# Matlab matrix multiplication speed

I was wondering how can matlab multiply two matrices so fast. When multiplying two NxN matrices, N^3 multiplications are performed. Even with the Strassen Algorithm it takes N^2.8 multiplications, which is still a large number. I was running the following test program:

``````a = rand(2160);
b = rand(2160);
tic;a*b;toc
``````

2160 was used because 2160^3=~10^10 ( a*b should be about 10^10 multiplications)

I got:

``````Elapsed time is 1.164289 seconds.
``````

(I'm running on 2.4Ghz notebook and no threading occurs) which mean my computer made ~10^10 operation in a little more than 1 second.

How this could be??

• Actually, the 'Ma' in Matlab stands for magic. – H.Muster Oct 4 '12 at 7:04
• How do you know no threading occurs? – nneonneo Oct 4 '12 at 7:06
• Are you sure it is computed on the CPU? mathworks.com/discovery/matlab-gpu.html – Ivan Kuckir Oct 4 '12 at 7:12
• Matlab definitely multi-threads. I'm testing it on my machine right now and it's using 4 cores. – Mysticial Oct 4 '12 at 7:13
• Matlab certainly does multi-thread, at least R2011b does with default settings and no interference from the o/s. – High Performance Mark Oct 4 '12 at 7:14

It's a combination of several things:

• The core is heavily optimized with vector instructions.

Here's the numbers on my machine: Core i7 920 @ 3.5 GHz (4 cores)

``````>> a = rand(10000);
>> b = rand(10000);
>> tic;a*b;toc
Elapsed time is 52.624931 seconds.
``````

Task Manager shows 4 cores of CPU usage.

Now for some math:

``````Number of multiplies = 10000^3 = 1,000,000,000,000 = 10^12

Max multiplies in 53 secs =
(3.5 GHz) * (4 cores) * (2 mul/cycle via SSE) * (52.6 secs) = 1.47 * 10^12
``````

So Matlab is achieving about `1 / 1.47 = 68%` efficiency of the maximum possible CPU throughput.

I see nothing out of the ordinary.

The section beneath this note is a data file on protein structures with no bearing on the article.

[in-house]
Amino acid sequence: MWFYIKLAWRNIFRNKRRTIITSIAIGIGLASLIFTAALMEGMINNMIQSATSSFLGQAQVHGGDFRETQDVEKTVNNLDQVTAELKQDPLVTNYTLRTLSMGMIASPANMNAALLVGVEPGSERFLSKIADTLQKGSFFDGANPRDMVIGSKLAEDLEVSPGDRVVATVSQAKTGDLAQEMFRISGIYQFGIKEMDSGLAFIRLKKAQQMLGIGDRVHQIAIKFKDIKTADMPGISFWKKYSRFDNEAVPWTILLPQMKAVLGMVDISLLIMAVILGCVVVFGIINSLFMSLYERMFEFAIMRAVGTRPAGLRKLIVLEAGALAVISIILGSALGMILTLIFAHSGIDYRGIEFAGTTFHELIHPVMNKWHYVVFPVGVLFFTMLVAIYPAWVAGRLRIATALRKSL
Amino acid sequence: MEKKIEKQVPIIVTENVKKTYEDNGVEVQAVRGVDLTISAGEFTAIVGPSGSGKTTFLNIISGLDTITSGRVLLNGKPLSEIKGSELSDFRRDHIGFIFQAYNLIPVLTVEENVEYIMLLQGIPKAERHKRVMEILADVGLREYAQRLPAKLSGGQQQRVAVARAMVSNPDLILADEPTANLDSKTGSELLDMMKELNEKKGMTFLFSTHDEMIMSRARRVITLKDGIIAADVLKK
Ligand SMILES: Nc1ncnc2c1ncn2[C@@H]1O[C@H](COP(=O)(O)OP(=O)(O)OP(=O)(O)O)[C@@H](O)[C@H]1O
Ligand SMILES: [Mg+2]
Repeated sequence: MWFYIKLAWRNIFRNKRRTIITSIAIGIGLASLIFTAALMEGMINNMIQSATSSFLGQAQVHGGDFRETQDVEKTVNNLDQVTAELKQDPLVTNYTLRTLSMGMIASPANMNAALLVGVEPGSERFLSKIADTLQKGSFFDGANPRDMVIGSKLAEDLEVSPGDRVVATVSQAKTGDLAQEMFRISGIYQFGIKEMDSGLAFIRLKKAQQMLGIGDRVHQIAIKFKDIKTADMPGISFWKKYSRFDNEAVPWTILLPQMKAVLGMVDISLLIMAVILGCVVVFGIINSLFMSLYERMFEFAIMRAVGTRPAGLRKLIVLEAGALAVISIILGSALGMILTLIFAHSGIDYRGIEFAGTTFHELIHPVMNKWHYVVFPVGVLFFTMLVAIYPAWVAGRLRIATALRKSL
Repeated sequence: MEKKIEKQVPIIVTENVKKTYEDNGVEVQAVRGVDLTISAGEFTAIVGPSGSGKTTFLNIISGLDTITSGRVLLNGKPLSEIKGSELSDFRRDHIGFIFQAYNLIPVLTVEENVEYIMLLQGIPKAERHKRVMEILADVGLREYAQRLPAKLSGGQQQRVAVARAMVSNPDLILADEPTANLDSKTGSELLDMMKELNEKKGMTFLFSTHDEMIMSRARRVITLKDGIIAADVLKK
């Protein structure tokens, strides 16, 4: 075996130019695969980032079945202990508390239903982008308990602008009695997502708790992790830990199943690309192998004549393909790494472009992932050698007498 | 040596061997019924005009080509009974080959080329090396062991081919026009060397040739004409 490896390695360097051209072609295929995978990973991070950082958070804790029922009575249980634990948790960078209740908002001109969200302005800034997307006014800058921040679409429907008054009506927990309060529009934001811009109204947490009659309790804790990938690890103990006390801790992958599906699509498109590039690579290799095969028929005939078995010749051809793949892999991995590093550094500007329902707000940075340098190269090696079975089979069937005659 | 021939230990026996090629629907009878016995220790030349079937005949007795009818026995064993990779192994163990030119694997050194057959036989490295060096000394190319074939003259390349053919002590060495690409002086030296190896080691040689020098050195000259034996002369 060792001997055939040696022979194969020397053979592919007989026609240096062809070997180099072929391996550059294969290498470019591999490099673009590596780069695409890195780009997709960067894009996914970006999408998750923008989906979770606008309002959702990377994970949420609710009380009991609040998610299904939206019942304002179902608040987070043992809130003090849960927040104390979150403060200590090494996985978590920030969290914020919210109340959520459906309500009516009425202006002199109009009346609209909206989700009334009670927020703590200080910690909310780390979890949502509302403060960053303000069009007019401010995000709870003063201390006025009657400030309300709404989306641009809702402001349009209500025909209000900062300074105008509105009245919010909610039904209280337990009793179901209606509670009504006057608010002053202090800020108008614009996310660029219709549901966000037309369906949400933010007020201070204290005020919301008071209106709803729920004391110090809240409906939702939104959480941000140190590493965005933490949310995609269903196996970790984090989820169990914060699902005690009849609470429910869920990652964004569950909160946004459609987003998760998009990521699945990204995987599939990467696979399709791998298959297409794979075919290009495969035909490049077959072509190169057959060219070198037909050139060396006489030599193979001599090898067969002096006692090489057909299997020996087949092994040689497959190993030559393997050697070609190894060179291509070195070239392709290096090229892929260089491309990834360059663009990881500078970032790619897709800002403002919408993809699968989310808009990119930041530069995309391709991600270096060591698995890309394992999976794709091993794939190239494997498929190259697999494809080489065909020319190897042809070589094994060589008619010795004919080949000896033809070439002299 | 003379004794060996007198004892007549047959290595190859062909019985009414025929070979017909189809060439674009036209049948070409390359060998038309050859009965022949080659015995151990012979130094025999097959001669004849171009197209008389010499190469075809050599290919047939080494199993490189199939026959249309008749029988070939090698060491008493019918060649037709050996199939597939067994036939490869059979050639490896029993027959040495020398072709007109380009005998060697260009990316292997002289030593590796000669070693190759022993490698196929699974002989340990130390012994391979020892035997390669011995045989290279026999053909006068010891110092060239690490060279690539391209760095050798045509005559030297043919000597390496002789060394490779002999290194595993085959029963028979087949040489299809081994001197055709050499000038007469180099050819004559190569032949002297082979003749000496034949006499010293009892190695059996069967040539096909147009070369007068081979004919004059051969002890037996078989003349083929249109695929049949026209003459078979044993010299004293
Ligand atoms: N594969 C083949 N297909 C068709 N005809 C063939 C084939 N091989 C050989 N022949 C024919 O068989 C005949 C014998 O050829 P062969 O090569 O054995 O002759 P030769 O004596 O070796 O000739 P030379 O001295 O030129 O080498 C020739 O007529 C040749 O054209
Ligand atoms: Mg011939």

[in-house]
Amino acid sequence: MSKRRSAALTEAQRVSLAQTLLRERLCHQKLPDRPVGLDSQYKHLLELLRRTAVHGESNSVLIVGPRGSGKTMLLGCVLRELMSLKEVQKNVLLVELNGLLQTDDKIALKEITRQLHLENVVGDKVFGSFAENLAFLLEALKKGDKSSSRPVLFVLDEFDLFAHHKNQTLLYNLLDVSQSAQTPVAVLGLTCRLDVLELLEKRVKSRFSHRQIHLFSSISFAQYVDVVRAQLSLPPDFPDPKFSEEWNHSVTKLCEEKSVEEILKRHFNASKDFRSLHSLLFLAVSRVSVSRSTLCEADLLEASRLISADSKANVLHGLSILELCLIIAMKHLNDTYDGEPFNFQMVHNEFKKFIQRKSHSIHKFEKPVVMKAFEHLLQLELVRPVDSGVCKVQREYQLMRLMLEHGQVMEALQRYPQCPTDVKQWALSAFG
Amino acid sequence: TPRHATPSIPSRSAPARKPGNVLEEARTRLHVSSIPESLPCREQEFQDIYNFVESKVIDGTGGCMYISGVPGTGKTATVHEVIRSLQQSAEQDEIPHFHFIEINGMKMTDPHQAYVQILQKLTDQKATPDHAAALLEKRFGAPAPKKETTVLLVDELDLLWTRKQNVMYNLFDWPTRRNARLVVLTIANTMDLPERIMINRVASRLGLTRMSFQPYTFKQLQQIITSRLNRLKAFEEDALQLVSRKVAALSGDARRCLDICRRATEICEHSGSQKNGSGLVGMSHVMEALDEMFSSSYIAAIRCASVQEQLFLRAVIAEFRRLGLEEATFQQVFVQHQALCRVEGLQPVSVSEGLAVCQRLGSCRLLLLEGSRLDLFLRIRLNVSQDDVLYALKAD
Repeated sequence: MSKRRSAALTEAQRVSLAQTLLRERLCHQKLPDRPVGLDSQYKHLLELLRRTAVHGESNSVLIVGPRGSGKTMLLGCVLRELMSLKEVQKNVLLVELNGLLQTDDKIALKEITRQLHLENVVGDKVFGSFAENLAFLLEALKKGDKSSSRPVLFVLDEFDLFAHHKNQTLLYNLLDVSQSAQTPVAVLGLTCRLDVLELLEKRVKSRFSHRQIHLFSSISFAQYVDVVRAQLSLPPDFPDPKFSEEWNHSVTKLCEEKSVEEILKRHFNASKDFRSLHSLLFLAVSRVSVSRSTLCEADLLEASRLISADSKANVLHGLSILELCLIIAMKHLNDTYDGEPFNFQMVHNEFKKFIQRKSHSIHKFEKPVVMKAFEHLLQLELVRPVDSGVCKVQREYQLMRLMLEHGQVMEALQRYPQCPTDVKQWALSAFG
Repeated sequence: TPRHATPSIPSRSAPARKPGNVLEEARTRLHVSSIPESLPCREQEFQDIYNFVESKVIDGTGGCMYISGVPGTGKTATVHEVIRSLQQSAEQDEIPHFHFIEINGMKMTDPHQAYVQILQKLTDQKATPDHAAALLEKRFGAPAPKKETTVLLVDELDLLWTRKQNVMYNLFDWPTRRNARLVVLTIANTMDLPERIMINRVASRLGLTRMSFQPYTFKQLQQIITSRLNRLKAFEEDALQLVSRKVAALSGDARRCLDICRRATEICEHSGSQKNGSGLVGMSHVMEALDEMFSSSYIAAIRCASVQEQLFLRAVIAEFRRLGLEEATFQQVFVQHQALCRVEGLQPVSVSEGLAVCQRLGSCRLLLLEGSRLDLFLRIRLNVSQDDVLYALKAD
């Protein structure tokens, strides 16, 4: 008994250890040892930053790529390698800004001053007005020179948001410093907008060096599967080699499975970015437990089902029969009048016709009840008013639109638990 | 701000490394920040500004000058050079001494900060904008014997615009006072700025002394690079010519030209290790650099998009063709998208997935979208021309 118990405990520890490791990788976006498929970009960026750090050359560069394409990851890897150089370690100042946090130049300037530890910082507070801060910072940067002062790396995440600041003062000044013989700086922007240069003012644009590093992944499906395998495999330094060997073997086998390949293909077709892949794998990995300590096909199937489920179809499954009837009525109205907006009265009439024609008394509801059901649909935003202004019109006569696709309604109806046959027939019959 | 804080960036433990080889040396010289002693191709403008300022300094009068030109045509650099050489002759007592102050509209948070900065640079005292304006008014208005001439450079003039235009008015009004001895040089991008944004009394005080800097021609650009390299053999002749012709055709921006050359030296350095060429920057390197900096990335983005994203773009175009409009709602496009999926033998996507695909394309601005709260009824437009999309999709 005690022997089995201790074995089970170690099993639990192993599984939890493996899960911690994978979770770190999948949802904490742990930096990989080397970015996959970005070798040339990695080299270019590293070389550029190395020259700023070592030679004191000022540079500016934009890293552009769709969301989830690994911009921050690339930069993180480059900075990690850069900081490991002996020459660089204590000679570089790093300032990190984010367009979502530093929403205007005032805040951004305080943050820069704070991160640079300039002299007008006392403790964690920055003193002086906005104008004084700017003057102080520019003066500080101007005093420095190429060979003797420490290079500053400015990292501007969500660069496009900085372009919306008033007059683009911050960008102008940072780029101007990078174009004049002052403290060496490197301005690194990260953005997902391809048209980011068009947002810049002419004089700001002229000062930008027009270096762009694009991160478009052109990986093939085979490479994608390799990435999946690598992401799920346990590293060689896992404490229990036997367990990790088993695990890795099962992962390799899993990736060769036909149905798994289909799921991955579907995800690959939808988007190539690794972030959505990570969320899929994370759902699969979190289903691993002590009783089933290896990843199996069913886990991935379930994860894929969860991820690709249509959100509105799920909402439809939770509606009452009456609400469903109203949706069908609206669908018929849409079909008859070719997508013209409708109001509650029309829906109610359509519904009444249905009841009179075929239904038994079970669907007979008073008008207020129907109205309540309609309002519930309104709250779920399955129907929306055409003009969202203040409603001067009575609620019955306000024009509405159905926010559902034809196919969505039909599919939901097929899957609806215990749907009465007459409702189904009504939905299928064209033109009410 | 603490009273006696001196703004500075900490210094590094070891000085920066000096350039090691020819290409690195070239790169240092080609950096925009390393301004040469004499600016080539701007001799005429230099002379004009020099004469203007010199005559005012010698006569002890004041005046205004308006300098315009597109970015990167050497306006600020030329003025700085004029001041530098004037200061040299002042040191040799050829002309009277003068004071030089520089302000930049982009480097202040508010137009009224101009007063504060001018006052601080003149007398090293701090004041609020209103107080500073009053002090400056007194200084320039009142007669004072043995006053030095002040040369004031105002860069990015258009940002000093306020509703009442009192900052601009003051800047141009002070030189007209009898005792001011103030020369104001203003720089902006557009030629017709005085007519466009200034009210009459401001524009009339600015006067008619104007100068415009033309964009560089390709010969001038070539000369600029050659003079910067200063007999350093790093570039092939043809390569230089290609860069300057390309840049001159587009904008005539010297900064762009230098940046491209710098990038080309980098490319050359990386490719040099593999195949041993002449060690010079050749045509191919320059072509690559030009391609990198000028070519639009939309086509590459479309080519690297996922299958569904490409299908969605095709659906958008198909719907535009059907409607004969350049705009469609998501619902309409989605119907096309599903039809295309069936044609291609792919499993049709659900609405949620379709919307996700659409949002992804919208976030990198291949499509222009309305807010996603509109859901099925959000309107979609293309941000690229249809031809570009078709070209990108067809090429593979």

• One other 'thing' in the combination (which you are too polite to mention): many programmers have no idea how sophisticated modern CPUs are and just what the designers have done to wring flops out of them. – High Performance Mark Oct 4 '12 at 7:21
• matrix matrix multiplication also performs adds, not only muls. I think that your performance estimates should include 4 FLOPs/cycle via SSE, but twice as many operations. Am I correct? And is your MATLAB not using AVX-enabled BLAS? – angainor Oct 4 '12 at 7:56
• @angainor It's actually one `add` and one `mul` per cycle. Each one can be SSE. However, the add and muls are separate execution units, so you can't "double up" on one if you don't use the other. – Mysticial Oct 4 '12 at 7:59
• Thats correct. Just for the sake of this analysis, adds should be included. The results are the same, just that you made a non-trivial shortcut. Might be hard to understand for someone who does not know what you wrote in the comment. – angainor Oct 4 '12 at 8:01
• The OP was only counting multiplications. I didn't want to confuse him with additions as well (even though they come out to be exactly the same). – Mysticial Oct 4 '12 at 8:02

To check whether you do or not use multi-threading in MATLAB use this command

``````maxNumCompThreads(n)
``````

This sets the number of cores to use to n. Now I have a Core i7-2620M, which has a maximum frequency of 2.7GHz, but it also has a turbo mode with 3.4GHz. The CPU has two cores. Let's see:

``````A = rand(5000);
B = rand(5000);
tic; C=A*B; toc
Elapsed time is 10.167093 seconds.

tic; C=A*B; toc
Elapsed time is 5.864663 seconds.
``````

Let's look at the single CPU results. A*B executes approximately 5000^3 multiplications and additions. So the performance of single-threaded code is

``````5000^3*2/10.8 = 23 GFLOP/s
``````

Now the CPU. 3.4 GHz, and Sandy Bridge can do maximum 8 FLOPs per cycle with AVX:

``````3.4 [Ginstructions/second] * 8 [FLOPs/instruction] = 27.2 GFLOP/s peak performance
``````

So single core performance is around 85% peak, which is to be expected for this problem.

You really need to look deeply into the capabilities of your CPU to get accurate performannce estimates.